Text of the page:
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Richard Spencer protesters march toward the Phillips Center for the Performing Arts holding a “Gators not Haters” sign.

People ran away in horror when a man with a swastika print T-shirt approached the Phillips Center for the Performing Arts. 

One year ago, instead of fleeing, Omar Syed put his hand on the man’s shoulder to escort him out of white supremacist Richard Spencer’s speech. 

“I told him, ‘You’re not welcome here,’ and he just smiled,” Syed, a 25-year-old UF psychology senior, said. 

Syed was one of the thousands of protestors who spent more than nine hours shouting and waving signs Oct. 19, 2017, at the UF venue, at 3201 Hull Road, protesting white supremacist Richard Spencer’s speech. For many like Syed, this marked the date they lost faith in the university. 

“There is a person that my university hosted who wants to take away my life,” Syed said. 

From the outside, Syed witnessed people pushing and spitting at the Spencer supporter and eventually saw someone throw a punch at his face. 

“He was punched rightfully,” he said. 

Inside the entertainment center, Timothy Tia, a 22-year-old UF economics graduate, was one of the hundreds who grabbed a ticket to hear Spencer’s speech. 

Protestors chanted “Black lives matter” and “Let’s go Gators.” Their words echoed in the center and drowned Spencer’s speech, Tia said.   

“There was an electricity in the room among protestors,” Tia said. 

Spencer and his supporters may not have gotten the reaction they had initially hoped for, UF President Kent Fuchs said, and because of that, groups like Spencer’s have largely stopped coming to campus. 

The speech cost the university more than it cost Spencer, Fuchs said. He paid $10,564 to rent the space, but UF spent almost $600,000 on increased security.

The event caused people to talk about their values and the need to counter hate with words of support, Fuchs said.   

“In some sense, the freedom of speech really isn’t free,” Fuchs said. “It comes at a price not necessarily to those expressing it but to those who have to listen to it and endure it.” 

Since the speech, the university reviewed its policy that allows speakers to rent space on campus even if they, like Spencer, are not affiliated with a student group. Ultimately, UF decided not to change the policy because the facilities of the university are valuable to the larger Gainesville community, Fuchs said. 

Tia said he thinks university administration should have fought to bar Spencer from speaking by bringing him to court, even if it is likely Spencer would have won. If the university had the funds to spend on the security, it could afford to take on a legal battle, Tia said.   

“They decided to let it happen,” Tia said. “They thought that was the path of least resistance.” 

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Syed spent the duration of the day standing outside, shoulder-to-shoulder, with thousands of protestors and law enforcement officers. 

Sometimes, he felt outnumbered by law enforcement by as much as two-to-one. 

And for much of the time, he said he felt uncomfortable with the heavy police presence, with many officers dressed in riot gear while Syed only held a poster. 

“It felt that the university was trying to contain us,” Syed said. “We cried for help, but for them, it wasn’t about who was being targeted.”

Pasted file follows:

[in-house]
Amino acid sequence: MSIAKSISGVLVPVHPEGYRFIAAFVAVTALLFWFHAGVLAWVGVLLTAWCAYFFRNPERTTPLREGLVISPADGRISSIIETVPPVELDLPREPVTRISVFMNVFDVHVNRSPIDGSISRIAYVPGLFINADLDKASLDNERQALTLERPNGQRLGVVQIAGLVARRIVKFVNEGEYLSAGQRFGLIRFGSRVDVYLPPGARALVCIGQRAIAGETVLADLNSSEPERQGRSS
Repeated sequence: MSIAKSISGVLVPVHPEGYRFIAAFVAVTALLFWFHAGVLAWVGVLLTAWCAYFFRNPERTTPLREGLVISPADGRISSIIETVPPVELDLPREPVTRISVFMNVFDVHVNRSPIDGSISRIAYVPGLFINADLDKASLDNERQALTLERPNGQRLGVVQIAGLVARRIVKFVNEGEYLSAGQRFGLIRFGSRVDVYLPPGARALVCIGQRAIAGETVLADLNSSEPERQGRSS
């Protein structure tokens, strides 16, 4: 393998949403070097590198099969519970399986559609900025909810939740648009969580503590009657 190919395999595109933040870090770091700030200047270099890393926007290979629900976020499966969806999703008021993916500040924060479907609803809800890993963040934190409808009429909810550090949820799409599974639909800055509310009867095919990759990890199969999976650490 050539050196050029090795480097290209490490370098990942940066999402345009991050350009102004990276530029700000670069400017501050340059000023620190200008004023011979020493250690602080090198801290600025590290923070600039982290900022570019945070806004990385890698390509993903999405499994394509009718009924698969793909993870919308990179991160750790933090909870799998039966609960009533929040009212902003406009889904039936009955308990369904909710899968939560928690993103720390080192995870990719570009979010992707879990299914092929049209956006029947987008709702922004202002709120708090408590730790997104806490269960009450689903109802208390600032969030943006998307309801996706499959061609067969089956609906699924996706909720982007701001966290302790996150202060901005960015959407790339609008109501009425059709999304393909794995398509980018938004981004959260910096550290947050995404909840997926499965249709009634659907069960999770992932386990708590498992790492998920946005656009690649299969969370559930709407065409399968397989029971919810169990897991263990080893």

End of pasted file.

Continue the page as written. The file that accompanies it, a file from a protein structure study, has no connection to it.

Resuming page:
About a thousand officers traveled into Gainesville from all over the state, said University Police spokesperson Capt. Jeff Holcomb. 

The majority of law enforcement was concentrated on campus and around the Phillips Center, Holcomb said. 

“This is one of those things where you’d rather not have to deal with something like that, but in our profession, we don’t get to pick and choose what we get to deal with,” Holcomb said.

Officers arrested two men, one for possession of a firearm on school property and the other for resisting an officer, according to a press release. Fire rescue teams treated five injuries.

Two brothers and a friend drove from Texas to Gainesville to listen to Spencer speak. They were arrested later that day.

Colton Fears wore a Nazi-era pin. William Fears told journalists that whites should take control of their destiny.

An hour after the event, the Fears brothers and Tyler Tenbrink stopped their car at the corner of Southwest 34th Street and Southwest Archer Road to argue with protesters. 

The brothers encouraged Tenbrink to shoot when he stepped out of the car, police said. He shot once. No one was injured.

Colton Fears pleaded guilty to three counts of accessory to attempted murder. He will be sentenced Nov. 21. 

Tenbrink sits in the Alachua County Jail waiting for his trial date to be set. He was charged with attempted first-degree murder and possessing a weapon as a felon. 

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A year later, Syed still demands action from the university administration. 

He wants UF to cater to its marginalized students. For “The Good Life” class to be replaced with a course on fascism and hate speech. For students to have the power to veto speakers like Spencer.

He no longer feels welcomed by his own university.

“I don’t feel like a Gator,” Seyd said. “I don’t.”

Contact Jessica Curbelo at [email protected] and follow her on Twitter at @jesscurbelo

Contact Gillian Sweeney at [email protected] and follow her on Twitter at @gilliangsweeney

Jessica Curbelo, a UF journalism junior, is one of the Alligator's crime reporters. She is also a senior editor for Her Campus UFL.

Gillian is a PR student and Staff Writer. She grew up a New York native and is now exploring the Sunshine State. If you have a story idea, email her at [email protected]